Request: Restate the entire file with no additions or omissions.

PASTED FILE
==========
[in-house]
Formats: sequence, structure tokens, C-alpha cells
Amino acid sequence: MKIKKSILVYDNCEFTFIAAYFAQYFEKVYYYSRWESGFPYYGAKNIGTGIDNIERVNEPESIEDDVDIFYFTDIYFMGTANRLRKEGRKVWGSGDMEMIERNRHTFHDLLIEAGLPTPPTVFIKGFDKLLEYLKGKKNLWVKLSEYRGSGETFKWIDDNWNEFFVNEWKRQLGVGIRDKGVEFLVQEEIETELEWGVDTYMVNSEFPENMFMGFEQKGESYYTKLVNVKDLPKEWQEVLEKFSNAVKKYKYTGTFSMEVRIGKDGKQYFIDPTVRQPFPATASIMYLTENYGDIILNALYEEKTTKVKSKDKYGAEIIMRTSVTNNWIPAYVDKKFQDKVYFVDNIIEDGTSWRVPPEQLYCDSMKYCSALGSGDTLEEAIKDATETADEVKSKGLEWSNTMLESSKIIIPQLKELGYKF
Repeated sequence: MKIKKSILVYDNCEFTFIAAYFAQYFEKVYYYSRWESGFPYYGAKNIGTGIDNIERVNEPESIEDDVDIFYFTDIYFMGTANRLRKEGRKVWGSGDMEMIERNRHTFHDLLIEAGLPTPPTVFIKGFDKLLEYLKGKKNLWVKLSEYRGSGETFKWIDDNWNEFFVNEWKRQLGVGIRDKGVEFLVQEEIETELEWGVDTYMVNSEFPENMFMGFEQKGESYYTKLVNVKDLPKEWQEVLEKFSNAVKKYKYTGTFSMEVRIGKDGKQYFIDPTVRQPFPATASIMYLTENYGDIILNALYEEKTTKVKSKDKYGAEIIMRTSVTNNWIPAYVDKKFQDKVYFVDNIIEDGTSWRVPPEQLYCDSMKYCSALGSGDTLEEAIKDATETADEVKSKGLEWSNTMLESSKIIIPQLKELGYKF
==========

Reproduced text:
[in-house]
Formats: sequence, structure tokens, C-alpha cells
Amino acid sequence: MKIKKSILVYDNCEFTFIAAYFAQYFEKVYYYSRWESGFPYYGAKNIGTGIDNIERVNEPESIEDDVDIFYFTDIYFMGTANRLRKEGRKVWGSGDMEMIERNRHTFHDLLIEAGLPTPPTVFIKGFDKLLEYLKGKKNLWVKLSEYRGSGETFKWIDDNWNEFFVNEWKRQLGVGIRDKGVEFLVQEEIETELEWGVDTYMVNSEFPENMFMGFEQKGESYYTKLVNVKDLPKEWQEVLEKFSNAVKKYKYTGTFSMEVRIGKDGKQYFIDPTVRQPFPATASIMYLTENYGDIILNALYEEKTTKVKSKDKYGAEIIMRTSVTNNWIPAYVDKKFQDKVYFVDNIIEDGTSWRVPPEQLYCDSMKYCSALGSGDTLEEAIKDATETADEVKSKGLEWSNTMLESSKIIIPQLKELGYKF
Repeated sequence: MKIKKSILVYDNCEFTFIAAYFAQYFEKVYYYSRWESGFPYYGAKNIGTGIDNIERVNEPESIEDDVDIFYFTDIYFMGTANRLRKEGRKVWGSGDMEMIERNRHTFHDLLIEAGLPTPPTVFIKGFDKLLEYLKGKKNLWVKLSEYRGSGETFKWIDDNWNEFFVNEWKRQLGVGIRDKGVEFLVQEEIETELEWGVDTYMVNSEFPENMFMGFEQKGESYYTKLVNVKDLPKEWQEVLEKFSNAVKKYKYTGTFSMEVRIGKDGKQYFIDPTVRQPFPATASIMYLTENYGDIILNALYEEKTTKVKSKDKYGAEIIMRTSVTNNWIPAYVDKKFQDKVYFVDNIIEDGTSWRVPPEQLYCDSMKYCSALGSGDTLEEAIKDATETADEVKSKGLEWSNTMLESSKIIIPQLKELGYKF